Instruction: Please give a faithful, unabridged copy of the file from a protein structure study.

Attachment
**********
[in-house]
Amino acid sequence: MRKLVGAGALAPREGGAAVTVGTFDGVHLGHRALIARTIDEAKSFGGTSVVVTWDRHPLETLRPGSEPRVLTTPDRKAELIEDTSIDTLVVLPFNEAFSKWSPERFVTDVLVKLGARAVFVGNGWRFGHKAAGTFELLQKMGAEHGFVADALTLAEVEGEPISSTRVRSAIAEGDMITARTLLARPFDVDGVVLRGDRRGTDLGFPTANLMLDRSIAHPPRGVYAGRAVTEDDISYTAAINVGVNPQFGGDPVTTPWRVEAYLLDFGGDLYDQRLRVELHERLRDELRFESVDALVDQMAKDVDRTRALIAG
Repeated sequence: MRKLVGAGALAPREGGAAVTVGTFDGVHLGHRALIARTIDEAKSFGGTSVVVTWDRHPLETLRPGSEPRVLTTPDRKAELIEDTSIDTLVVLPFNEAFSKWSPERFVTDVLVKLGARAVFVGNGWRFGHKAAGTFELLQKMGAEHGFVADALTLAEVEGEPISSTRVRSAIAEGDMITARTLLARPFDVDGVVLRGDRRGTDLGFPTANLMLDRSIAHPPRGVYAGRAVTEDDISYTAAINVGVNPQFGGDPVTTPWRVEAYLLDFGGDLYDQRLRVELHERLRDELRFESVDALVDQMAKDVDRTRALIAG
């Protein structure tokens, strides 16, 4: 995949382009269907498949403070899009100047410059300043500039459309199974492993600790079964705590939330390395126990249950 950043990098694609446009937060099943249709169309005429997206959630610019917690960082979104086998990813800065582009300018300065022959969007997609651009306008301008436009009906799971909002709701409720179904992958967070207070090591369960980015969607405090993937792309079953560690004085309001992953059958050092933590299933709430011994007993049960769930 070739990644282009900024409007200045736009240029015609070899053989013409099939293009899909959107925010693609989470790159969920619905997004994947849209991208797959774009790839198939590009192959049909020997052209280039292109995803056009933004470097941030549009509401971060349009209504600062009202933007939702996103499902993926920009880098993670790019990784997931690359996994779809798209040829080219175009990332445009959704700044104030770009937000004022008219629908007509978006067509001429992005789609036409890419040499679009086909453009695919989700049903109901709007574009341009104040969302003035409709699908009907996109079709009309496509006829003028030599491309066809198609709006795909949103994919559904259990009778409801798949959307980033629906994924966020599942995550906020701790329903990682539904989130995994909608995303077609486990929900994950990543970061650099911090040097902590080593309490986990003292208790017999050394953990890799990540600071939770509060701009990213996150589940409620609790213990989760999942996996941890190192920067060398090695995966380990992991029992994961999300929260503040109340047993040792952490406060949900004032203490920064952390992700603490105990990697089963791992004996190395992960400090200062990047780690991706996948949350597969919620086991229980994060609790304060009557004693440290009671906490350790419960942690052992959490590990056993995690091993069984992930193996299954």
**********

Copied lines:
[in-house]
Amino acid sequence: MRKLVGAGALAPREGGAAVTVGTFDGVHLGHRALIARTIDEAKSFGGTSVVVTWDRHPLETLRPGSEPRVLTTPDRKAELIEDTSIDTLVVLPFNEAFSKWSPERFVTDVLVKLGARAVFVGNGWRFGHKAAGTFELLQKMGAEHGFVADALTLAEVEGEPISSTRVRSAIAEGDMITARTLLARPFDVDGVVLRGDRRGTDLGFPTANLMLDRSIAHPPRGVYAGRAVTEDDISYTAAINVGVNPQFGGDPVTTPWRVEAYLLDFGGDLYDQRLRVELHERLRDELRFESVDALVDQMAKDVDRTRALIAG
Repeated sequence: MRKLVGAGALAPREGGAAVTVGTFDGVHLGHRALIARTIDEAKSFGGTSVVVTWDRHPLETLRPGSEPRVLTTPDRKAELIEDTSIDTLVVLPFNEAFSKWSPERFVTDVLVKLGARAVFVGNGWRFGHKAAGTFELLQKMGAEHGFVADALTLAEVEGEPISSTRVRSAIAEGDMITARTLLARPFDVDGVVLRGDRRGTDLGFPTANLMLDRSIAHPPRGVYAGRAVTEDDISYTAAINVGVNPQFGGDPVTTPWRVEAYLLDFGGDLYDQRLRVELHERLRDELRFESVDALVDQMAKDVDRTRALIAG
């Protein structure tokens, strides 16, 4: 995949382009269907498949403070899009100047410059300043500039459309199974492993600790079964705590939330390395126990249950 950043990098694609446009937060099943249709169309005429997206959630610019917690960082979104086998990813800065582009300018300065022959969007997609651009306008301008436009009906799971909002709701409720179904992958967070207070090591369960980015969607405090993937792309079953560690004085309001992953059958050092933590299933709430011994007993049960769930 070739990644282009900024409007200045736009240029015609070899053989013409099939293009899909959107925010693609989470790159969920619905997004994947849209991208797959774009790839198939590009192959049909020997052209280039292109995803056009933004470097941030549009509401971060349009209504600062009202933007939702996103499902993926920009880098993670790019990784997931690359996994779809798209040829080219175009990332445009959704700044104030770009937000004022008219629908007509978006067509001429992005789609036409890419040499679009086909453009695919989700049903109901709007574009341009104040969302003035409709699908009907996109079709009309496509006829003028030599491309066809198609709006795909949103994919559904259990009778409801798949959307980033629906994924966020599942995550906020701790329903990682539904989130995994909608995303077609486990929900994950990543970061650099911090040097902590080593309490986990003292208790017999050394953990890799990540600071939770509060701009990213996150589940409620609790213990989760999942996996941890190192920067060398090695995966380990992991029992994961999300929260503040109340047993040792952490406060949900004032203490920064952390992700603490105990990697089963791992004996190395992960400090200062990047780690991706996948949350597969919620086991229980994060609790304060009557004693440290009671906490350790419960942690052992959490590990056993995690091993069984992930193996299954």